Pyracantha, Reading Room, Long Houses and Bastles

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Or all the things you didn’t need to know
about some old villages
and
Pyracantha planting

I’ve been working on the Pyracantha and finished it off with a couple of layers of gloss varnish.  Whenever I think of this plant I think prickles and I think glossy leaves, hence the varnish, but it’s mainly been added to help hold the leaves and berries together in the hope that they’ll stay put on the wires.

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Stepping back a bit

Plantings

I can see a small Pyracantha from our kitchen window.  Technically the plant is not ours, though I did plant it.  It’s actually in someone else’s garden.

That may need explaining, I suppose, so get comfy, this may take a little time and a diversion into ancient and more recent history.

We bought our home in 1980; it’s a longhouse of which we have about half. (Here are a couple of links to: Dartmoor , Scottish Borders variations and historical reconstruction of a medieval one.  Actually, some of our ground floor rooms have part flat ceiling and part coombing, having had loft space added at some time.

Older houses around here, sometimes built on the pattern of old longhouses and sometimes were bastles.  In the bastle, you’d have your animals down below on the ground floor and you and family would live above, accessible by ladder which could be pulled up, or by external stone steps which could be defended, thereby gaining some security for when the next raiding party came through and also lots of hot air (unspecified here) from the cattle and horses below.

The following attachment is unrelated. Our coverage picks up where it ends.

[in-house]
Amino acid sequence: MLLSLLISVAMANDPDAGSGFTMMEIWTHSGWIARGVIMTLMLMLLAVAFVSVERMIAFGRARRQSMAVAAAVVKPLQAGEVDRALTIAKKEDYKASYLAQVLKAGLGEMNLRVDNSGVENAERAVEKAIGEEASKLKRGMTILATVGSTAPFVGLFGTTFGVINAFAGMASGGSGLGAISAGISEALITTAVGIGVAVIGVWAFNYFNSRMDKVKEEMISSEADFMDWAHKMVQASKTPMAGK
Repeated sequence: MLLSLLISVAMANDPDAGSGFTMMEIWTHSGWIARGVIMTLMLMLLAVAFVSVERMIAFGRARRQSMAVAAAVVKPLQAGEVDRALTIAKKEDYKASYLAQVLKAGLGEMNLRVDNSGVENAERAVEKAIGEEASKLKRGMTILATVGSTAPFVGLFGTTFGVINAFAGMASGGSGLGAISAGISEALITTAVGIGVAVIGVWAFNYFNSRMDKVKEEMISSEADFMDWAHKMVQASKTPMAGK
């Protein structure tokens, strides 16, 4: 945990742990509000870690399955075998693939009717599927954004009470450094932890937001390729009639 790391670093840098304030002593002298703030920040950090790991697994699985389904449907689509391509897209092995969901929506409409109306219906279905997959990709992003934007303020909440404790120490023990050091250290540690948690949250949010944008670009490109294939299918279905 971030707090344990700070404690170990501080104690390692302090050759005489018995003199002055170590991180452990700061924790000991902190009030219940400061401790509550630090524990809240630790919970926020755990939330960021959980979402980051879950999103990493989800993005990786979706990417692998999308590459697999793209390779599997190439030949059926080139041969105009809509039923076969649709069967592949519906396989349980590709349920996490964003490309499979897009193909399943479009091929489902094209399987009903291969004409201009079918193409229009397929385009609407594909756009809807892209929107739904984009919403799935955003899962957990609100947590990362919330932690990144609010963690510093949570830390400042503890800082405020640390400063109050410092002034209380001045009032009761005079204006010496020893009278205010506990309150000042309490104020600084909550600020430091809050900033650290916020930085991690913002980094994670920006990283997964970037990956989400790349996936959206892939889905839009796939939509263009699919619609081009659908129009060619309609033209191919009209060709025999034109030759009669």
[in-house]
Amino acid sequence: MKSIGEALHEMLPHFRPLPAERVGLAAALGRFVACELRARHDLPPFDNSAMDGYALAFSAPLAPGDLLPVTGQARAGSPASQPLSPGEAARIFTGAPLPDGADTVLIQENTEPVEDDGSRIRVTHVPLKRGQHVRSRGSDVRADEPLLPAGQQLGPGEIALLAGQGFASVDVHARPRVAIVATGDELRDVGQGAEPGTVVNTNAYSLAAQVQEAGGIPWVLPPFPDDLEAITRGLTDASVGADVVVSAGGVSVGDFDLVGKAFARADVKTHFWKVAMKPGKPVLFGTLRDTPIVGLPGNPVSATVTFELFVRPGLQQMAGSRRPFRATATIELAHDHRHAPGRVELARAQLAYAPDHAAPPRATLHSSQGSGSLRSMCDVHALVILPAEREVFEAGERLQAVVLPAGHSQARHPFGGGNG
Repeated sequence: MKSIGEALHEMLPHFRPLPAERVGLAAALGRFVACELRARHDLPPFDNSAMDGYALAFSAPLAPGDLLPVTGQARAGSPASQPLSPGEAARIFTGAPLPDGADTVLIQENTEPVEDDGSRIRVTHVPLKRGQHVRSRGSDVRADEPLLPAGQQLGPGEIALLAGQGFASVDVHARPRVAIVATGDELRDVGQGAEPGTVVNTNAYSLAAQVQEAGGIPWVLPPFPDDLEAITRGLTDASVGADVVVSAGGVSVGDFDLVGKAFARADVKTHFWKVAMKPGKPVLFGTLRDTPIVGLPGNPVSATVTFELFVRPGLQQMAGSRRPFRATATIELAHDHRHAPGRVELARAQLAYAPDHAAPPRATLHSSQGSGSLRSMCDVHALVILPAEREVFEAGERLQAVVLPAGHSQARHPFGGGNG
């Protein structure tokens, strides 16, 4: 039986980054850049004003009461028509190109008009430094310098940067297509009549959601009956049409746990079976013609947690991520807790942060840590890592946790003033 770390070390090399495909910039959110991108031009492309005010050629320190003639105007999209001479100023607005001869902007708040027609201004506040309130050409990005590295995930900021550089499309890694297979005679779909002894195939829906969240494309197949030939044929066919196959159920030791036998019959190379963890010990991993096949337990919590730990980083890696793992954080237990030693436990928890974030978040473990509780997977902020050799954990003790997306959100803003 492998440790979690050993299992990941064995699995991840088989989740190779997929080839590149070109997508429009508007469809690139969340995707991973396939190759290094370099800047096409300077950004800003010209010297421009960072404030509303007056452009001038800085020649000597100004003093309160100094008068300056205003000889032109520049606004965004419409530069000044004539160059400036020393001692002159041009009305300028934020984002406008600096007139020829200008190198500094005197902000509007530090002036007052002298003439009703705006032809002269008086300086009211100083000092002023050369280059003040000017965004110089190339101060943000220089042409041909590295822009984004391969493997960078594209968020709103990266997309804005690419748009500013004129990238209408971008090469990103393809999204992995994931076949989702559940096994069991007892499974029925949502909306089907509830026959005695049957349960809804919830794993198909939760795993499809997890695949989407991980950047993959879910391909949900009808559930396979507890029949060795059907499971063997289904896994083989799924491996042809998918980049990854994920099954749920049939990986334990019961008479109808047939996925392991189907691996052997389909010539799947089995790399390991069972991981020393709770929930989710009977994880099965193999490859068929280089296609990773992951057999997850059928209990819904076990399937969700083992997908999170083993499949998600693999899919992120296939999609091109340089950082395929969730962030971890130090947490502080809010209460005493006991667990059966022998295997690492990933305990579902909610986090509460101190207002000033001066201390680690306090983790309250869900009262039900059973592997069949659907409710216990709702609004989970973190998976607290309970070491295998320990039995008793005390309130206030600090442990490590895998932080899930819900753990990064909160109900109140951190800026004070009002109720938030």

In the longhouse, one end would be for human occupation and the other for animals.  Ours has thick walls, varying from two to three-foot, of random rubble walling.

We bought into the animal end and found plenty of evidence for that when renovating.  The whole building had been human habitation for a couple of centuries.  We found a George II penny in the dwarf wall of one of the rooms (I can’t just find it at the moment as it’s in a ‘safe place’, along with the early twentieth century silver threepenny bit) and there is at least one late George IV/William IV extension (1820 – 1837) built on at right-angles.

We needed to knock back quite a bit of plaster, either due to age (animal hair and dung can only last so long) or because some of the whinstone tends to sweat under the plasterwork and it needed sealing off.  In one such area, when we got back to the stonework, we came across a whole little story in itself.  Some large animal had obviously be tethered in place for quite some time with its back against the wall and had permanently stained the stonework and infill with its deposits.  We also found that the majority of our end of the house still has earth floors under the floorboards with here and there bits of grain and straw.  Some of our rooms still have flooring suspended over earth.